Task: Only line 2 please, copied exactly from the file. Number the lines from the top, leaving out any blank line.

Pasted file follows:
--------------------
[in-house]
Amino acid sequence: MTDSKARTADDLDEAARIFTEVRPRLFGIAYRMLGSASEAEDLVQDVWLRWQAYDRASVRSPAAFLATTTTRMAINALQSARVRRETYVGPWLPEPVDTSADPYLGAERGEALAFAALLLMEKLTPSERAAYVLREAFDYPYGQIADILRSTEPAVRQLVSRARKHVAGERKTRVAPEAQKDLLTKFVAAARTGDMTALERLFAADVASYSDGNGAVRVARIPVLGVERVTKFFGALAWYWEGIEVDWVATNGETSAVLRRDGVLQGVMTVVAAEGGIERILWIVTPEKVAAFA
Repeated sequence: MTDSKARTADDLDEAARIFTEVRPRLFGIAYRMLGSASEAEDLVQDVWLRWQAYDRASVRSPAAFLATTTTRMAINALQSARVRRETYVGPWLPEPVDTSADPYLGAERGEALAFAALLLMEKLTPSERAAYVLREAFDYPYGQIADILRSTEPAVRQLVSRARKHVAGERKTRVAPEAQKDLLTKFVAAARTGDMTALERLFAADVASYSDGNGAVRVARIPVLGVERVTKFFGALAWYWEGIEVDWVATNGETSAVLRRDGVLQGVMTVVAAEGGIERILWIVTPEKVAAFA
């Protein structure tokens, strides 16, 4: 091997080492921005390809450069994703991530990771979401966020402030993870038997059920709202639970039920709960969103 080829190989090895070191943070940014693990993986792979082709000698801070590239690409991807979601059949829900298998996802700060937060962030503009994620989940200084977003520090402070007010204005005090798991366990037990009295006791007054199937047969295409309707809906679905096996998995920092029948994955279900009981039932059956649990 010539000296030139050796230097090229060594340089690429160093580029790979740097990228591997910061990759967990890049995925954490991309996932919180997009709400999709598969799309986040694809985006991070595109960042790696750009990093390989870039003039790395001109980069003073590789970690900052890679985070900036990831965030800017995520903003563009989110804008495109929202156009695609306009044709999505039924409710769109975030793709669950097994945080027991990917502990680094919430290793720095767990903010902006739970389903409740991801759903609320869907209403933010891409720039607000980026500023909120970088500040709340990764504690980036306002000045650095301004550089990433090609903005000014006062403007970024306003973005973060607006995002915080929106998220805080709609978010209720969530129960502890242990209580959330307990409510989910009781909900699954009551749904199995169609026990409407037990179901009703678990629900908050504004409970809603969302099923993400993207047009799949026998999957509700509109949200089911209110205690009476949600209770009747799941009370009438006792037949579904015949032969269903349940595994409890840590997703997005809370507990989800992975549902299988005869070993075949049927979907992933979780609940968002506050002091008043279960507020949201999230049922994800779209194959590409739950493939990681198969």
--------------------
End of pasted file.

Amino acid sequence: MTDSKARTADDLDEAARIFTEVRPRLFGIAYRMLGSASEAEDLVQDVWLRWQAYDRASVRSPAAFLATTTTRMAINALQSARVRRETYVGPWLPEPVDTSADPYLGAERGEALAFAALLLMEKLTPSERAAYVLREAFDYPYGQIADILRSTEPAVRQLVSRARKHVAGERKTRVAPEAQKDLLTKFVAAARTGDMTALERLFAADVASYSDGNGAVRVARIPVLGVERVTKFFGALAWYWEGIEVDWVATNGETSAVLRRDGVLQGVMTVVAAEGGIERILWIVTPEKVAAFA